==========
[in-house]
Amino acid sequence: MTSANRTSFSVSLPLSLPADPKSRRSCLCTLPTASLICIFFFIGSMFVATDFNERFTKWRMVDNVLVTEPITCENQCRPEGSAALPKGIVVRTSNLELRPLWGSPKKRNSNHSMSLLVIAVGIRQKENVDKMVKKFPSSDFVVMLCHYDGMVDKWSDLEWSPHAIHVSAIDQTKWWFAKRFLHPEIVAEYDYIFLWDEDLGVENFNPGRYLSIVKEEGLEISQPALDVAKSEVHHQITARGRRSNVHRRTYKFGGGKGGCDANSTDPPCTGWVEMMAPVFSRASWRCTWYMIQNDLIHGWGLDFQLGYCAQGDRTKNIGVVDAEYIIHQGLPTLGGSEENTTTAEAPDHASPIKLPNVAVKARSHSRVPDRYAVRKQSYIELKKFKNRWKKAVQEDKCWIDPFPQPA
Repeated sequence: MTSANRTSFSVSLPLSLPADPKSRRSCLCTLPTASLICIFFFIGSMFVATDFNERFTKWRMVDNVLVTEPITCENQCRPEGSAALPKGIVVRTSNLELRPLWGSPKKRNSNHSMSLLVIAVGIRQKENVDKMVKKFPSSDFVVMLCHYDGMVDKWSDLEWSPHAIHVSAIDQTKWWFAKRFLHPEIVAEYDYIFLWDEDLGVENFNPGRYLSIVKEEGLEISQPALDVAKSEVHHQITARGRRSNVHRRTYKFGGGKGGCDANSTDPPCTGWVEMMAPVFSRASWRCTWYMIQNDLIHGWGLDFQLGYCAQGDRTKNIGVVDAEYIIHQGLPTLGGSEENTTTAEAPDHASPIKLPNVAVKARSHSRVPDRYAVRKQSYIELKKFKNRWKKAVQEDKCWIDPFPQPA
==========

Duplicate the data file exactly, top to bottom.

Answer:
[in-house]
Amino acid sequence: MTSANRTSFSVSLPLSLPADPKSRRSCLCTLPTASLICIFFFIGSMFVATDFNERFTKWRMVDNVLVTEPITCENQCRPEGSAALPKGIVVRTSNLELRPLWGSPKKRNSNHSMSLLVIAVGIRQKENVDKMVKKFPSSDFVVMLCHYDGMVDKWSDLEWSPHAIHVSAIDQTKWWFAKRFLHPEIVAEYDYIFLWDEDLGVENFNPGRYLSIVKEEGLEISQPALDVAKSEVHHQITARGRRSNVHRRTYKFGGGKGGCDANSTDPPCTGWVEMMAPVFSRASWRCTWYMIQNDLIHGWGLDFQLGYCAQGDRTKNIGVVDAEYIIHQGLPTLGGSEENTTTAEAPDHASPIKLPNVAVKARSHSRVPDRYAVRKQSYIELKKFKNRWKKAVQEDKCWIDPFPQPA
Repeated sequence: MTSANRTSFSVSLPLSLPADPKSRRSCLCTLPTASLICIFFFIGSMFVATDFNERFTKWRMVDNVLVTEPITCENQCRPEGSAALPKGIVVRTSNLELRPLWGSPKKRNSNHSMSLLVIAVGIRQKENVDKMVKKFPSSDFVVMLCHYDGMVDKWSDLEWSPHAIHVSAIDQTKWWFAKRFLHPEIVAEYDYIFLWDEDLGVENFNPGRYLSIVKEEGLEISQPALDVAKSEVHHQITARGRRSNVHRRTYKFGGGKGGCDANSTDPPCTGWVEMMAPVFSRASWRCTWYMIQNDLIHGWGLDFQLGYCAQGDRTKNIGVVDAEYIIHQGLPTLGGSEENTTTAEAPDHASPIKLPNVAVKARSHSRVPDRYAVRKQSYIELKKFKNRWKKAVQEDKCWIDPFPQPA